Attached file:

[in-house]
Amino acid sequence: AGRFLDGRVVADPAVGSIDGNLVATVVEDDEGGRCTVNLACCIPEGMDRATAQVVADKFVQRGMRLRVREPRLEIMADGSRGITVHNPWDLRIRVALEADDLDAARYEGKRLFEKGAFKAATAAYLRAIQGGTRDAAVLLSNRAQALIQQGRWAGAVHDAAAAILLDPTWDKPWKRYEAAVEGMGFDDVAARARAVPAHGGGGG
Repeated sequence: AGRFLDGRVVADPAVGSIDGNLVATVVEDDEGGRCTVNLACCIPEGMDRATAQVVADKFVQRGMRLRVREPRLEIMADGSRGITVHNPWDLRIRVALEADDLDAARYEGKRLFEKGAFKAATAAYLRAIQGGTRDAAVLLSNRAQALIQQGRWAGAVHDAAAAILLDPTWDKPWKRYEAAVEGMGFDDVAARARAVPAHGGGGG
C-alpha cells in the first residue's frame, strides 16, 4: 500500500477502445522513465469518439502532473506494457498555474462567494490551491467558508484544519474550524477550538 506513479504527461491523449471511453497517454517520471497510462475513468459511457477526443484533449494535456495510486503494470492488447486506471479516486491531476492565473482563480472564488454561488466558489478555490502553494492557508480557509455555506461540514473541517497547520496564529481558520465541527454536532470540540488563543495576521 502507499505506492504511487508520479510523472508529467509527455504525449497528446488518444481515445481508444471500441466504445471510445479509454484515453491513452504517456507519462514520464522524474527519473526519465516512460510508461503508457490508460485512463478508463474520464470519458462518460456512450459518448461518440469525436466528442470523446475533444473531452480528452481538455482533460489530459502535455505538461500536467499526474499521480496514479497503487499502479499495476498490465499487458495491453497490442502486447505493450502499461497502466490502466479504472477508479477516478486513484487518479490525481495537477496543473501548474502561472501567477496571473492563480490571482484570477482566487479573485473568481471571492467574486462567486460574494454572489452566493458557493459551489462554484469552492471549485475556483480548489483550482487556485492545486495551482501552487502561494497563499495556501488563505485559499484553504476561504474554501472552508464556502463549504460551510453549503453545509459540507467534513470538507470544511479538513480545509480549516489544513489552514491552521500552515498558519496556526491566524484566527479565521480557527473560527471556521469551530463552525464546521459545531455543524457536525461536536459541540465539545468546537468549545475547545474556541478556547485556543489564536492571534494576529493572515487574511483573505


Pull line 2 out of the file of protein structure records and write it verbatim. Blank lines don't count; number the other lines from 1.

Amino acid sequence: AGRFLDGRVVADPAVGSIDGNLVATVVEDDEGGRCTVNLACCIPEGMDRATAQVVADKFVQRGMRLRVREPRLEIMADGSRGITVHNPWDLRIRVALEADDLDAARYEGKRLFEKGAFKAATAAYLRAIQGGTRDAAVLLSNRAQALIQQGRWAGAVHDAAAAILLDPTWDKPWKRYEAAVEGMGFDDVAARARAVPAHGGGGG